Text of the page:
The Orioles announced Thursday that Jones, his wife and the Orioles’ charitable foundation jointly donated $150,000 to six local nonprofits.
The politics of the game might not allow for a fitting farewell for Jones.
The Orioles went into this season hoping to compete for a playoff spot, but entered the year with a cloud of uncertainty. Jones was one of four key players eligible for free agency at the end of the 2018 season, while executive vice president Dan Duquette and Showalter were in the final year of their contracts. The season also began with an ownership power shift, with ailing managing partner Peter Angelos having ceded day-to-day control of the team to his sons, John and Louis.
It quickly became clear the Orioles weren’t going to contend in 2018 — they were 19 games under .500 just 35 games into the season — and after Memorial Day, the Orioles shifted their focus toward trading their pending free agents. Jones was told in June, according to a source, that trade options would be pursued. But another source said the question of whether Jones would approve a trade to the Phillies wasn’t broached with him until the week leading up to the July 31 nonwaiver trade deadline.
Jones had the right to veto a deal, and he did, initially citing his desire to avoid uprooting his family. Later, he said he wasn’t ready to be used in the part-time role the Phillies envisioned for him because he’s going into free agency.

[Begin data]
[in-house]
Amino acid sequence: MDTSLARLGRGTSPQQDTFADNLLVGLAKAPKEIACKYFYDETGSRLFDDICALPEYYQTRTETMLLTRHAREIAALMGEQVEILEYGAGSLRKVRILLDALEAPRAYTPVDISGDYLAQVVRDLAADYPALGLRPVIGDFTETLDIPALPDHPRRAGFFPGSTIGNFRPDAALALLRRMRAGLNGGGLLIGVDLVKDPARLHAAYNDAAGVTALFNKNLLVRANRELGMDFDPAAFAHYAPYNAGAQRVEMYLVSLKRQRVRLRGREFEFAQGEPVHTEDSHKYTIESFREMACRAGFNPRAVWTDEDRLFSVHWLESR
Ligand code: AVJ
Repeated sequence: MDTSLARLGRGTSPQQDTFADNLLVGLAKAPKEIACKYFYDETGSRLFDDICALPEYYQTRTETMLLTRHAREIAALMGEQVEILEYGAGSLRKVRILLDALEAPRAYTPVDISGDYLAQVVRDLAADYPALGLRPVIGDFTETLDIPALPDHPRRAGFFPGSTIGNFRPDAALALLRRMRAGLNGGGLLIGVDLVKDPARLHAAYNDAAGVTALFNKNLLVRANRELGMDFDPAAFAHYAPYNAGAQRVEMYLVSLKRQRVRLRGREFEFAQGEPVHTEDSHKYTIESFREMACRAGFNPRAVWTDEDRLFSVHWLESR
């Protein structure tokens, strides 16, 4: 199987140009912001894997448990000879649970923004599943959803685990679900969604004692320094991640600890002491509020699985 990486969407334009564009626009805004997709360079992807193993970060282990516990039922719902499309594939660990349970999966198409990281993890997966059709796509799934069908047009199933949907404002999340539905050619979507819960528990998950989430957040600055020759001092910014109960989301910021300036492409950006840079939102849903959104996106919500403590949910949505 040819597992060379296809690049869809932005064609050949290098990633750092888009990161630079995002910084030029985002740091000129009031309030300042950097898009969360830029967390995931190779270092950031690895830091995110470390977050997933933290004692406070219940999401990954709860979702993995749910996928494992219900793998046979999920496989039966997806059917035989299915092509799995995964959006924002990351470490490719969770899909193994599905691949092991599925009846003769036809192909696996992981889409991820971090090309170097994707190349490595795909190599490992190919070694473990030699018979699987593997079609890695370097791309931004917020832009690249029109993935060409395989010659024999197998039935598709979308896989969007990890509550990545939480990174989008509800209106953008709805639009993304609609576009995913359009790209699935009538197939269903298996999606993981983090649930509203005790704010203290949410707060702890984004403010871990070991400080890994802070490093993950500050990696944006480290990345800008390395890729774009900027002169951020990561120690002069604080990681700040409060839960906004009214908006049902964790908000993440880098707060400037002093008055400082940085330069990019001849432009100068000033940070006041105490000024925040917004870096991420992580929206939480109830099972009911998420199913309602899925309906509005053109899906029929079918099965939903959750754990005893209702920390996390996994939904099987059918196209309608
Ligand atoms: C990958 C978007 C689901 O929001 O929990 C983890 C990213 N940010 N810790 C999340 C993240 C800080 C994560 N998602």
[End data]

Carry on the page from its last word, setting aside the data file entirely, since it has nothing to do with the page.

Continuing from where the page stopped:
Over the past month, the sparse home crowds at Camden Yards have cheered Jones before each of his at-bats, seeming to send him off with a thank-you. And Sunday, that reception will likely be the last opportunity to say farewell to one of the Orioles’ and Baltimore sports scene’s most impactful players.
The Orioles and Jones could agree to extend his tenure with the club — the team’s young overhauled roster could use an established leader — but the relationship appears to be fractured. Jones’ playing time has waned, and the organization is deep enough in outfield prospects that it’s unclear where he would fit on the field if he did return.
Lisa Krysiak, a season-ticket holder from Bel Air, had hoped to watch Jones play one last time Thursday night until rain intervened.
“The whole season has been brutal,” Krysiak said. “It’s a stronger feeling when it comes to Adam because of how much of a fixture he’s been here. He’s been the face of consistency for so long.
“I know it’s cyclical and it’s a business and this is what happens, but … this is a low point of my O’s fandom.”
Adam Jones file
Hometown: San Diego
Personal: married to Audie Fugett Jones; they have two sons
Drafted: First round in 2003, Seattle Mariners
MLB debut: July 14, 2006 for Mariners vs. Toronto Blue Jays
Stats with Orioles (entering Friday)
Batting average: .279
On-base percentage: .319
Slugging percentage: .459
Home runs: 263
Games started in center field: 1,439
Playoff appearances: 2012, 2014, 2016
All-Star appearances: 2009, 2012, 2013, 2014, 2015
Gold Glove Awards: 2009, 2012, 2013, 2014
Baltimore Sun reporter Luke Broadwater contributed to this article.